Monday 13 July 2015
John O’Groats to Thurso
It was a cold night but I was nice and warm when I stuffed my coat inside my sleeping bag. I woke to more rain but fortunately it stopped pretty quickly and the tent dried out. Michael’s family had arrived to spend a few days celebrating his completion of LEJOG. He made me a cup of tea while packed away and gave me a packet of biscuits (someone had given him one on his trip so he passed on the favour).
I caught the 9.30 bus about 5 miles to East Mey and from there I walked on the minor roads through small hamlets and around the cliffs. First though I passed Castle of Mey, the late Queen Mother’s Caithness home from 1952 to 1996. Unfortunately it didn’t look as fine as usual wrapped in scaffolding.
I stopped in the tea room to charge my phone over a coffee and then pressed on. I passed a red phone box that someone called Mark has turned into a book exchange.
I occasionally had some good views along the coast and of Orkney but it was a grey day so the visibility was not the best. I could just about see the Old Man of Hoy through the grey-ness.
After a couple of hours I arrived at Brough and stopped in the cafe for a spot of lunch. I got chatting to Dan the lawnmower man (he’s 74 years old and retired from truck driving so mows lawns to keep busy). These Northern Scots are a hardy bunch in their old age!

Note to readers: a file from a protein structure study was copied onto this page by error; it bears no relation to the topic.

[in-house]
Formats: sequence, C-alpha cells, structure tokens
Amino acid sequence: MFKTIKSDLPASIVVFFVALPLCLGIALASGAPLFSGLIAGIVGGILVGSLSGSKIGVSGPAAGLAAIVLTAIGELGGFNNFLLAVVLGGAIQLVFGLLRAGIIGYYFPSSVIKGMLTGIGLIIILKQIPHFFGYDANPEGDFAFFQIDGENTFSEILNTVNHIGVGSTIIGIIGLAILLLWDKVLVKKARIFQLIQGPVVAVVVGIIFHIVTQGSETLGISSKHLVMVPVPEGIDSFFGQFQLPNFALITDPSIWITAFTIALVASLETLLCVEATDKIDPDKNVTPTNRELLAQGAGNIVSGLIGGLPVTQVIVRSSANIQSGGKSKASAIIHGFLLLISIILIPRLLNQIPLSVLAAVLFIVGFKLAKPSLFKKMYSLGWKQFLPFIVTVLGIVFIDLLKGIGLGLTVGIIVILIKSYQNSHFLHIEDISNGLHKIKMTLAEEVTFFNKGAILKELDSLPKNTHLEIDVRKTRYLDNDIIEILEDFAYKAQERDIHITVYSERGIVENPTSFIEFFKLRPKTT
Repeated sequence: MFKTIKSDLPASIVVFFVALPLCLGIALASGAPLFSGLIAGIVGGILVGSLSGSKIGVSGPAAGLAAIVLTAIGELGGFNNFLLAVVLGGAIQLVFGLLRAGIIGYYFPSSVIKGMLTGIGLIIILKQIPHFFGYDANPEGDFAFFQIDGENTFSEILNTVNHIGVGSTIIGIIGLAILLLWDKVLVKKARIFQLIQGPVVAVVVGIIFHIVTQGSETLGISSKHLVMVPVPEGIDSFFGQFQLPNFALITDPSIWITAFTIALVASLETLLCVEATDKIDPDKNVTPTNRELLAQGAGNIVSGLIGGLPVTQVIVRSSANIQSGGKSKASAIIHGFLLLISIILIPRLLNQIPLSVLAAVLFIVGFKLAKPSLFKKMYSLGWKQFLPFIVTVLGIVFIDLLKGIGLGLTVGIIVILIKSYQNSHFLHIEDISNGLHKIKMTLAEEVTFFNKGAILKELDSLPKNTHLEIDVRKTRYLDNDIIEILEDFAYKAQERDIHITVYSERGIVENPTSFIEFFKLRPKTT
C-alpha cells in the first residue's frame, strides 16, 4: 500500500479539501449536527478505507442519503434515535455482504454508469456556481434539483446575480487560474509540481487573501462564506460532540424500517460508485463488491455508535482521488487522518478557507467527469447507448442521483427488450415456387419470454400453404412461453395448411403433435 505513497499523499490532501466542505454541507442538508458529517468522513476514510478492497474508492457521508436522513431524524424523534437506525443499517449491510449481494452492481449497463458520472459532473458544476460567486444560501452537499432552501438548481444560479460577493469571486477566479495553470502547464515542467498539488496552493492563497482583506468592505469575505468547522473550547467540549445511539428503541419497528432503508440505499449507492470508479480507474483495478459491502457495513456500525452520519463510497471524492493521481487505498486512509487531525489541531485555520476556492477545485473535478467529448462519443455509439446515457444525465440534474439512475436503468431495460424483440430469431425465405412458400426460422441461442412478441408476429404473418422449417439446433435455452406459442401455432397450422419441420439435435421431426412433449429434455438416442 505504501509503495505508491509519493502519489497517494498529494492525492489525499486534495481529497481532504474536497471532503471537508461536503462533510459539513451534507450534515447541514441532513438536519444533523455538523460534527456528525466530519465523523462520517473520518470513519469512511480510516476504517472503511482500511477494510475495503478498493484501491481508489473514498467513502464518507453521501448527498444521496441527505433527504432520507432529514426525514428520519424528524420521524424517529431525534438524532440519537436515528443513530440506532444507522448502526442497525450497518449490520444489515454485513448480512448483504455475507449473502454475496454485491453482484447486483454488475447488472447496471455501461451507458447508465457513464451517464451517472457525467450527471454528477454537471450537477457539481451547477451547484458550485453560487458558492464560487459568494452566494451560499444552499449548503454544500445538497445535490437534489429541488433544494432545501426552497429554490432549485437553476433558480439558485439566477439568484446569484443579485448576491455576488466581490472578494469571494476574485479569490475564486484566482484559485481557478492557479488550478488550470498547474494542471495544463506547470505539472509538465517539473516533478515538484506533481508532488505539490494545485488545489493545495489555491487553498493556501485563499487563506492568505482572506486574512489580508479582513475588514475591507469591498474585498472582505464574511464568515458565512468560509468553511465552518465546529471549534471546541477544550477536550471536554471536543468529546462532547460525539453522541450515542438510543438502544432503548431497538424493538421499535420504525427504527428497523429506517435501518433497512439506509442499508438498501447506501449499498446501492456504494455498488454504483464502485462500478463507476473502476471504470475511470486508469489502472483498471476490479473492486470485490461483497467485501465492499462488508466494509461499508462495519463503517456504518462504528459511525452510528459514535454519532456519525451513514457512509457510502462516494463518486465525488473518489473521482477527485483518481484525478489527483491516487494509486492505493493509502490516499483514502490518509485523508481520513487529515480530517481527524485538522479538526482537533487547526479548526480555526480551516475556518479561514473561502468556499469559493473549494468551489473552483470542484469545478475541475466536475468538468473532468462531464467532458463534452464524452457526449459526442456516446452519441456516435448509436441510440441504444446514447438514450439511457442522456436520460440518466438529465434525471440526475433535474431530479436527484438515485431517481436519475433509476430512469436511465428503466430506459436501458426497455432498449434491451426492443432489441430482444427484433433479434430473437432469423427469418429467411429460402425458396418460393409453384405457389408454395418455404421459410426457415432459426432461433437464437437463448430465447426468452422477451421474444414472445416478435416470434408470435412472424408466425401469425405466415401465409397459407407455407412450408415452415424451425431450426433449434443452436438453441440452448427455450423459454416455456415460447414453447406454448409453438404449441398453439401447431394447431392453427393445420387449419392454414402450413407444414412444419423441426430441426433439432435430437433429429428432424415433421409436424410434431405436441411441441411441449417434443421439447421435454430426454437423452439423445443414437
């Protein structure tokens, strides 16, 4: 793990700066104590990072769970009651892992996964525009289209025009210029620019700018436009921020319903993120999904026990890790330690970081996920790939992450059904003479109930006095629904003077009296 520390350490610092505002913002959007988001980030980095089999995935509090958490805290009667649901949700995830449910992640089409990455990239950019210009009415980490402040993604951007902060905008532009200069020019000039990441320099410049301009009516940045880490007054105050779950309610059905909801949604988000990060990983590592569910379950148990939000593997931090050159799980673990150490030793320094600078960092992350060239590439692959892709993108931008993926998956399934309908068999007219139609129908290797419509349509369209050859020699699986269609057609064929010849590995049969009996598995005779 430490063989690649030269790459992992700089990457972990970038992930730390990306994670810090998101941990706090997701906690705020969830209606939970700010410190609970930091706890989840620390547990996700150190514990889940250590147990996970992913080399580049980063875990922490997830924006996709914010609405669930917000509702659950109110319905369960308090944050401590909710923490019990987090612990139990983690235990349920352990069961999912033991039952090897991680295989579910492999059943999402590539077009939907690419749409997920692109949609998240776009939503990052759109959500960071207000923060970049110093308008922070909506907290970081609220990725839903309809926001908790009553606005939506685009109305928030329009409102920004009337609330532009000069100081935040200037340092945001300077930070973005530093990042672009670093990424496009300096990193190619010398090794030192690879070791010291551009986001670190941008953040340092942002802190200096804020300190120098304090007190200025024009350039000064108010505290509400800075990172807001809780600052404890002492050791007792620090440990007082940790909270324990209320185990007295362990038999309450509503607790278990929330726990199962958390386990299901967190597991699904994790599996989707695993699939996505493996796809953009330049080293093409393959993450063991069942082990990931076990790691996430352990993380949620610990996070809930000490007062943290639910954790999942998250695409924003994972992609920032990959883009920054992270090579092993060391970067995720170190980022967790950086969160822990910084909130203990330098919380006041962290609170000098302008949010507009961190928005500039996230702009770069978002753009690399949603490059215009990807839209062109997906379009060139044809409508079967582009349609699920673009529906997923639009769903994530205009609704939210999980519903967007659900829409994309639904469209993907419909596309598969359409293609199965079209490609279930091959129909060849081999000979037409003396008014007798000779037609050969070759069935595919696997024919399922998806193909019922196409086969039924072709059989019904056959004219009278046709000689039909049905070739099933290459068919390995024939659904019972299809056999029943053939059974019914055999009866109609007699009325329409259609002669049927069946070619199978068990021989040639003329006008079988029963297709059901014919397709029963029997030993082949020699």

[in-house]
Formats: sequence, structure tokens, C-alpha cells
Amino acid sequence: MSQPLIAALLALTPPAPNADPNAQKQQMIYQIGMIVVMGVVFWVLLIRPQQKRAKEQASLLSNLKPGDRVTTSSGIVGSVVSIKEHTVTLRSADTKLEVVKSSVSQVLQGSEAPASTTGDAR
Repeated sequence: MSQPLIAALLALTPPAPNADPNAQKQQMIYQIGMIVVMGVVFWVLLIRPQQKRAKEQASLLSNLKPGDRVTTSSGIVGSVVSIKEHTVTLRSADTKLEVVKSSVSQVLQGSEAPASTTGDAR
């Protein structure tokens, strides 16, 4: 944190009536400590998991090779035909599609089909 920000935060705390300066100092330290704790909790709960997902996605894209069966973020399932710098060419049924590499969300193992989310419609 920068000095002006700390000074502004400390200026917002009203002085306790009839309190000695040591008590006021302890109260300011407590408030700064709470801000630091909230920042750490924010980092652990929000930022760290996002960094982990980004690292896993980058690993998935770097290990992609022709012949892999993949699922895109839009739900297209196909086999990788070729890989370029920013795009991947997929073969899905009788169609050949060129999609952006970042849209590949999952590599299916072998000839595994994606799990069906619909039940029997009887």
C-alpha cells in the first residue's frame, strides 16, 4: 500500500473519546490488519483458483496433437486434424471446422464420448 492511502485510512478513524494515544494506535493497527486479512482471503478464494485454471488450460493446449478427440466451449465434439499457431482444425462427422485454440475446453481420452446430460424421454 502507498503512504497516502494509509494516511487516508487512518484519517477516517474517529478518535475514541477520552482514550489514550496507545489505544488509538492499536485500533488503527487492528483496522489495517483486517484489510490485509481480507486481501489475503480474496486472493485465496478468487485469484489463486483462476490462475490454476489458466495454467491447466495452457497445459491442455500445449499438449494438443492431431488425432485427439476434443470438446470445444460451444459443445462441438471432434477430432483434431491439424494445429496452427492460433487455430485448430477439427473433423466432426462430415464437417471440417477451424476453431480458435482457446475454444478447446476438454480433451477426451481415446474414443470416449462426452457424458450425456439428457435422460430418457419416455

I wanted to walk to Dunnet Head, Britain’s most Northerly Point, so endured the boredom of one road there and back. There was no way I was going to try and walk around the headland keeping to the coast – way too boggy and no footpath. I was disappointed that not one car stopped and offered me a lift. Still, it was a pleasant walk as it wasn’t raining and Dunnet Head was worth the effort. The cliffs by the lighthouse had lots of birds, including puffins, and the views were 360 degrees from the viewpoint. Sadly the grey day didn’t make for good photographs.
During WW2 Dunnet Head was an important radar station and before that it had been a lookout for submarines trying to sneak into Scapa Flow only 6 miles away. I walked back to Brough along the same road and admired the scars made by peat digging.
From Brough I took the road to Dunnet Village and then onto Dunnet Beach for 2 miles. The sand was a sort of grey colour and there was a ‘slick’ of seaweed that covered the shore. Other than that it was a nice beach and there was a lone surfer in the water trying to catch the 6 inch waves.
I picked up the pace in order to make the last bus at Castletown. I was just approaching the bus stop when the bus went past. Gutted. Fortunately I’d bumped into a couple of guys on the beach that I’d seen earlier in the Brough cafe (always good to stop at cafes) and they were driving to Thurso. They drove past me just after the bus as stopped to give me a lift. I was very grateful. It had started raining again.
I got dropped off at the campsite which overlooks Thurso Bay. The rain stopped and I put my tent up.
Caithness Stone was quarried here in Thurso and Castletown, and exported to the British Empire. Lots of the fences around here are stone fences. I think they look quite good.